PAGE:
April 10, 2001
by Carol Stickney
[Editor's note: The late Dr. Stonewall B. Stickney was a columnist for the Harbinger from 1986 to 1996 where he penned a column titled "Ask Dr. Salvo." Dr. Stickney, or Stone as he was known to his friends, was an important figure in the field of public health psychiatry. He played a critical role, as the Alabama State Commissioner of Mental Health, in the 1971 Supreme Court ruling which found unconstitutional the way mental health patients were warehoused in state institutions for long periods of time without treatment. Dr. Stickney’s wife, Carol Stickney, contributed the following essay about her impression of the case.]
There are lawsuits and there are lawsuits and this one was the "granddaddy of lawsuits." Wyatt vs. Stickney.
As I recall, this suit did not start out with that name but was filed by a disgruntled group of psychologists from the University of Alabama. Stone and the Alabama Board of Mental Health were going to have to make some big changes. It seemed that there was a funding shortfall somehow to do with cigarette taxes. Their thinking was to cut staff but start with some of the excesses at the top, wanting to keep the most caregivers there that were with the patients all the time. Sort of "create a crisis" management. At that time I think that the two major sources of employment in Tuscaloosa were the University of Alabama and Bryce and Partlow Hospitals. Some of the Ph.D. psychologists were laid off and were suing the Mental Health Department for their lost jobs.
The original suit was in the court of a friendly judge there in Tuscaloosa with a ruling in favor of the plaintiffs but it ended up in the Federal Court of the Honorable Frank Johnson. Frank Johnson was a "larger than life" figure. By now the story of Johnson and George Wallace, his former friend from his law school days was legend. Many people felt that Frank Johnson was the de facto leader in Alabama as the State leadership had proven time and time again that they were not able to govern. The suit by the psychologists was lost at the Federal Level but rumor has it that as they were leaving the courtroom that Frank Johnson mused that they were missing the big picture; that being incarcerated against their will, the patients had the right to adequate care (and what determines adequate care?). Of course that turned out to be like discussing "how many angels one could be put on the head of a pin‚" and there we were today.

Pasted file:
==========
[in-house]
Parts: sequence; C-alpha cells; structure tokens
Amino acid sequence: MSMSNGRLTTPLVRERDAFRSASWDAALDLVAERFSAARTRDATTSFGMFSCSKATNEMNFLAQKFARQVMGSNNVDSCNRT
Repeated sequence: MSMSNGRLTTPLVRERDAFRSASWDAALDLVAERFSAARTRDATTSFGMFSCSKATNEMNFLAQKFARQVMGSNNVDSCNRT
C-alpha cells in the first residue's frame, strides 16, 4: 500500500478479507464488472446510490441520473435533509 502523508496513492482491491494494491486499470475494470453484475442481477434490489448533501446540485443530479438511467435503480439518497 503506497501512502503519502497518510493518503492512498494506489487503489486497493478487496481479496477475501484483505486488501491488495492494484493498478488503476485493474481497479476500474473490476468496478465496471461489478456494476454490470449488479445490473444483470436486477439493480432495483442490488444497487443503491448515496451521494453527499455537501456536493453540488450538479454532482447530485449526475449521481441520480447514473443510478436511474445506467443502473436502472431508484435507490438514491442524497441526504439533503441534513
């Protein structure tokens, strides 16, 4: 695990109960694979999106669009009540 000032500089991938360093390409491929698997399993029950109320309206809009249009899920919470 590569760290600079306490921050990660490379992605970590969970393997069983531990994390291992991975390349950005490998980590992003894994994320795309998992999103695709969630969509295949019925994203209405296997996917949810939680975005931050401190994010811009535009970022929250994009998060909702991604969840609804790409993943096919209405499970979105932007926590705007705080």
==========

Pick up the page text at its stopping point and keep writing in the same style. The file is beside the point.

The Federal Courthouse in Montgomery is a very impressive building but could in no way match the impression I had that day of its chief occupant. Frank D. Johnson. I had heard of him for years but he was in no way diminished by seeing him in person. Very serious looking, lean and angular much like I think that Abraham Lincoln might have looked. He ran a tight courtroom; this was not the Southern type Courtroom as portrayed by Dukes of Hazard or The Andy Griffin Show. This was serious business, and once you walked into that room you knew that this was the fact.
Well we were listening to some of the top minds in the Mental Health Field discuss what was "adequate treatment." Some of my favorites were Al Glass, an old commander of Stone from his service in the military and a former mental health commissioner from Illinois; Gene Hargrove, the Commissioner from North Carolina; and Milton Greenblatt, the Mental Health Commissioner from Massachusetts. They were all there giving their expert opinions, and the most notable one there was Dr. Karl Menninger. There was another prominent psychiatrist there named Ewalt Bussey. As I recall, Dr. Bussey as well as Dr. Karl were both graduates of Harvard. Dr. Bussey apparently "puffed up" about that fact but Dr. Karl was not the case. When asked if he had graduated from Harvard Dr. Karl said ‚ "yes, but I got over it." What a delightful man he turned out to be as was his wife. By now we were into the second or third day of testimony with opinions ranging from the realistic to the ridiculous. Now remember that we are a poor state, one of the poorest and were hearing testimony from Dr. Bussey with his "Ivory Tower Opinion" about needing more Psychiatrists then we had in the whole state of Alabama at that one hospital in Tuscaloosa.
This testimony was droning on in the afternoon after lunch as Dr. Bussey was on the stand and all of a sudden there was a rustling noise and some commotion going on near the front of the Courtroom. Judge Johnson looked fairly startled and then amused as Dr. Menninger and his wife were the source of the disruption with a sudden departure from the courtroom and in a stage whisper one could hear Dr. Menninger say to his wife "come on mama, there’s nothing but a bunch of fools in here."
Well the lawsuit was concluded and it was no great surprise that the State of Alabama lost that case. Indeed the patients were not getting adequate care. Stone had convinced the Board that that was not a fact to be contested. They defended what they felt they could but never did they try to say that they were providing adequate care. The funding never was there. As it turned out Stone’s Philosophy and Goals of a Mental Health Department and the guidelines that they proposed turned out to be more or less the guidelines for care and the case was ended. The Board’s support for Stone did not last long. In the end they caved to George Wallace and decided they didn’t want to admit any wrong. Needless to say, Stone’s tenure as Mental Health Commissioner was coming to an end.
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